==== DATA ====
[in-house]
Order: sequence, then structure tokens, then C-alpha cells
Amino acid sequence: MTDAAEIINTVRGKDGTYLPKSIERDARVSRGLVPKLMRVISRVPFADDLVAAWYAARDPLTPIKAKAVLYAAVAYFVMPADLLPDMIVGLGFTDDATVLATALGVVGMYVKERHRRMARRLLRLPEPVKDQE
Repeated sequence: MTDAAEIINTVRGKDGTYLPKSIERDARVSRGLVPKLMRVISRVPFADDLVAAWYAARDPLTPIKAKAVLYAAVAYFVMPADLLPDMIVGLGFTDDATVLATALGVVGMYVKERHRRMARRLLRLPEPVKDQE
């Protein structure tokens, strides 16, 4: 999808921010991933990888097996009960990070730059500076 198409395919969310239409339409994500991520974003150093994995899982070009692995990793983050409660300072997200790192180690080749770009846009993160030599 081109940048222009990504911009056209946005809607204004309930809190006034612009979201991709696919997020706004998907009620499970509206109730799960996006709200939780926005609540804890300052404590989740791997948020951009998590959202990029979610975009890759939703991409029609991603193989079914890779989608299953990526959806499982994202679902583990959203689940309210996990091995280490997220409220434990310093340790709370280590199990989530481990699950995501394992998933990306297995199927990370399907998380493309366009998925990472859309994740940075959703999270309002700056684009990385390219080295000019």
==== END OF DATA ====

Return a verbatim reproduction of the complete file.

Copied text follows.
[in-house]
Order: sequence, then structure tokens, then C-alpha cells
Amino acid sequence: MTDAAEIINTVRGKDGTYLPKSIERDARVSRGLVPKLMRVISRVPFADDLVAAWYAARDPLTPIKAKAVLYAAVAYFVMPADLLPDMIVGLGFTDDATVLATALGVVGMYVKERHRRMARRLLRLPEPVKDQE
Repeated sequence: MTDAAEIINTVRGKDGTYLPKSIERDARVSRGLVPKLMRVISRVPFADDLVAAWYAARDPLTPIKAKAVLYAAVAYFVMPADLLPDMIVGLGFTDDATVLATALGVVGMYVKERHRRMARRLLRLPEPVKDQE
């Protein structure tokens, strides 16, 4: 999808921010991933990888097996009960990070730059500076 198409395919969310239409339409994500991520974003150093994995899982070009692995990793983050409660300072997200790192180690080749770009846009993160030599 081109940048222009990504911009056209946005809607204004309930809190006034612009979201991709696919997020706004998907009620499970509206109730799960996006709200939780926005609540804890300052404590989740791997948020951009998590959202990029979610975009890759939703991409029609991603193989079914890779989608299953990526959806499982994202679902583990959203689940309210996990091995280490997220409220434990310093340790709370280590199990989530481990699950995501394992998933990306297995199927990370399907998380493309366009998925990472859309994740940075959703999270309002700056684009990385390219080295000019």